Post-Sowing Review: How are your Plant Numbers Stacking Up?

Whether it happened at 1am with a coffee to keep you going or 1pm while listening to a podcast, much of the seed for this season is in the ground and working its way to the surface if it hasn’t already made it up.   

Paddock establishment surveys as part of a GRDC funded project – optimising plant establishment, undertaken by BCG in 2018 found that on average, canola was only establishing 61% of the targeted density and lentils averaged 78% establishment of the target. The project runs from 2018 – 2021 with the University of Adelaide.  

In a wheat crop it has been found that up to 60% of the potential yield is determined at sowing. Sowing too thinly, poor quality seed and uneven establishment can result in yield losses that generally can’t be overcome. 

About four weeks after sowing is a good time to check crop establishment given good growing conditions. But what are you looking for? 

Using a ruler or quadrat, you can count the number of plants established in a 1m2 area to check if target densities have been achieved. Multiple counts should be taken across a paddock to check evenness. The following table is a guide for target densities to optimise yield for the Wimmera and Mallee by crop type.  

Table 1. General guide for target plant densities to establish by crop type (plants/m2).  

Crop type Ideal plant number per m2 Wimmera/Mallee 
Barley 100-140 
Wheat 120-150 
Lentils 100-120 
Canola 30-50 
Vetch 40-60 
Beans 20-30 
Peas 40-50 

Optimal densities will change from season to season according to environment and rainfall conditions. If plant numbers aren’t reaching these densities, there could be a number of factors at play. The first, being that sowing rate may have been too low. A simple calculation to adjust sowing rate for a target density where seed size and germination are taken into account is:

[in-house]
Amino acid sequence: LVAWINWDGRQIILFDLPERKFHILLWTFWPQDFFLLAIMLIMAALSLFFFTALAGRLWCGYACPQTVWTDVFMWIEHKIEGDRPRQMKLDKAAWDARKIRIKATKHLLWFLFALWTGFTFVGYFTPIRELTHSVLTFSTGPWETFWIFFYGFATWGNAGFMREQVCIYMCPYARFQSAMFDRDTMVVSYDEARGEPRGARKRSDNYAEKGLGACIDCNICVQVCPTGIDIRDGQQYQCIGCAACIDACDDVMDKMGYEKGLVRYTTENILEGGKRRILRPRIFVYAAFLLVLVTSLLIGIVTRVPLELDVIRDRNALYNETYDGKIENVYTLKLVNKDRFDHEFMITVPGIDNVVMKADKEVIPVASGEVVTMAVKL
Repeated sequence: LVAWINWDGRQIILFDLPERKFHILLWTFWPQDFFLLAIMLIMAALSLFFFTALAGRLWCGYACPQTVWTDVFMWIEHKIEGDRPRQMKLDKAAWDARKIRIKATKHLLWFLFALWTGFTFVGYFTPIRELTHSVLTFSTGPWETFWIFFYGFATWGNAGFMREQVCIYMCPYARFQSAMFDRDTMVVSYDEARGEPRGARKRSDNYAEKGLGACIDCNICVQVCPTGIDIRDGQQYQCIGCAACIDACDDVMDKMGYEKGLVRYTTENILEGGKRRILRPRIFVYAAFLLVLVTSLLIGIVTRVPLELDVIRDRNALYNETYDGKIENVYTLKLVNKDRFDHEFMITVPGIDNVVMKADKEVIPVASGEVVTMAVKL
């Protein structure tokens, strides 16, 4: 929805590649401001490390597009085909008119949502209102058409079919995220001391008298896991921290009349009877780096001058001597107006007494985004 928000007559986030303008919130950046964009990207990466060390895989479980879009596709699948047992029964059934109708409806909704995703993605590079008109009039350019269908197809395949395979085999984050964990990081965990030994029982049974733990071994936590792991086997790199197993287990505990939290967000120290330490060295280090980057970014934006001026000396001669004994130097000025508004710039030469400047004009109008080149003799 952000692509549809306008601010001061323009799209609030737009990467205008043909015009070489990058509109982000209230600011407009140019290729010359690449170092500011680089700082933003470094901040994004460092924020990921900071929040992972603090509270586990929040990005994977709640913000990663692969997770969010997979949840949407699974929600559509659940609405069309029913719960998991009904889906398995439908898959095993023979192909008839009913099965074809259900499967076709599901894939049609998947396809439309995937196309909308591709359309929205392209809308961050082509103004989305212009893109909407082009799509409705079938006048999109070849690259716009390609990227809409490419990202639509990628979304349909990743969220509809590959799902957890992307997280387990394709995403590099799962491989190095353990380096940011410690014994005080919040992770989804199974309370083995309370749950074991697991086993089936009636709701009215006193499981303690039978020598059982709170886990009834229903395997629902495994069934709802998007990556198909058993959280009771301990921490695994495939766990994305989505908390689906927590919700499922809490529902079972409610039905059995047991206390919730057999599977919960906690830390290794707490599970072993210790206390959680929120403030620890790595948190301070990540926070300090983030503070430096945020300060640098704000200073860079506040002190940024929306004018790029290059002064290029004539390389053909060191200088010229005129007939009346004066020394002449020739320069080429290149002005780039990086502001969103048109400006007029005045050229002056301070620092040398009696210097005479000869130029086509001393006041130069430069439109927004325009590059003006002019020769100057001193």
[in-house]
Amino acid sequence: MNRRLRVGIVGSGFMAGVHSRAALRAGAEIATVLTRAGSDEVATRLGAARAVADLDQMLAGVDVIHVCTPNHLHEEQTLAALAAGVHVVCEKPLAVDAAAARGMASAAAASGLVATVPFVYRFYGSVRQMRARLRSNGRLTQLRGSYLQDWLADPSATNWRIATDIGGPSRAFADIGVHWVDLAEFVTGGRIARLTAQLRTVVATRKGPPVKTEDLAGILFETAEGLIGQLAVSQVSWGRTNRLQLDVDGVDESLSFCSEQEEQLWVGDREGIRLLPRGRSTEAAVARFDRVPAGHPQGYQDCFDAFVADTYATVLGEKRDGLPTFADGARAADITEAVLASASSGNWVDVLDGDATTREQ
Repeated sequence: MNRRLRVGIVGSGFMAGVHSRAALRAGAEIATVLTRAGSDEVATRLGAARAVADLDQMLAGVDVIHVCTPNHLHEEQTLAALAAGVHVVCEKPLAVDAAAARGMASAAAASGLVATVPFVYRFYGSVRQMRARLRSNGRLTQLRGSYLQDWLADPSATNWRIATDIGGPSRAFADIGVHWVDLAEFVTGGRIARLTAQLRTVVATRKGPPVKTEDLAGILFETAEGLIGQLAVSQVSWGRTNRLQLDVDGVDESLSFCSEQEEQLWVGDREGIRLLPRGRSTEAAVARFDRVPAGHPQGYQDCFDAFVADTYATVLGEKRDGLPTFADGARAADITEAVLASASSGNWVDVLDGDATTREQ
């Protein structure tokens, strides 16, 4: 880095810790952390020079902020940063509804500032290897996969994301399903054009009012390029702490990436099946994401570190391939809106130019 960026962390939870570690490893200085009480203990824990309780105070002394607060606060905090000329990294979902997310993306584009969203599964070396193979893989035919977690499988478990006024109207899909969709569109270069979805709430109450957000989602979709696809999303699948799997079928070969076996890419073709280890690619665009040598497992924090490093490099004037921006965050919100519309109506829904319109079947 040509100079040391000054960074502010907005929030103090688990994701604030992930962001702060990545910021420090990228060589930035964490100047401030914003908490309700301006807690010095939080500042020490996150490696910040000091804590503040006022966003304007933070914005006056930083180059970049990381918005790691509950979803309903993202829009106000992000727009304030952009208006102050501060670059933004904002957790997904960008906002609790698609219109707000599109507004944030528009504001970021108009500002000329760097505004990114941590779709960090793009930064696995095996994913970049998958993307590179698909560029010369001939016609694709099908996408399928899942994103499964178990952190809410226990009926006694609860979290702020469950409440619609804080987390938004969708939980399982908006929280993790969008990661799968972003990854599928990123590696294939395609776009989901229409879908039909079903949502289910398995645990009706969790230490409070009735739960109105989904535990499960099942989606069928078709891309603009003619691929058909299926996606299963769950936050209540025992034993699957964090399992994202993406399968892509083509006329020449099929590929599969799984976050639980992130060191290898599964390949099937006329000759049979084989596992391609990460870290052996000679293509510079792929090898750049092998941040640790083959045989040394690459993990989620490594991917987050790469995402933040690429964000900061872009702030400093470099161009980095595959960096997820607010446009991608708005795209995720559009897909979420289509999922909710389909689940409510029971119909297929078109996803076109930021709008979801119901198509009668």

Seed weight should be calculated as an average from one thousand seeds. Expected germination can be impacted by a number of factors. These factors include: 

  • Seed quality (germination percentage and vigour) 
  • Soil moisture 
  • Seed to soil contact (impacted by soil type eg. cloddy soils and machinery eg. press wheels) 
  • Soil temperatures 
  • Disease and pests (including mice) 
  • Sowing depth 
  • Sowing speed 
  • Herbicide residues and some seed treatments 

While in farming many factors are out of our control, setting machinery up correctly when it comes to sowing and establishment can really pay off down the line. So, before packing the seeder away, have a look at your results this season, think of the issues and how they can be addressed next season.  

This month, BCG will be doing in depth assessments on bean and canola at Rupanyup as part of the project looking at seed placement and establishment numbers across a variety of sowing rates, row spacings and performance of precision and conventional seeders with these treatments. 

For more information on crop establishment and management of different crop types see GRDC grow notes publications for the Southern region

Reference: 

1 W Thomason (2004) Planting wheat: seeding rates and calibration. Virginia Cooperative Extension, http:// www.sites.ext.vt.edu/newsletter-archive/cses/2004-10/plantingwheat.html 

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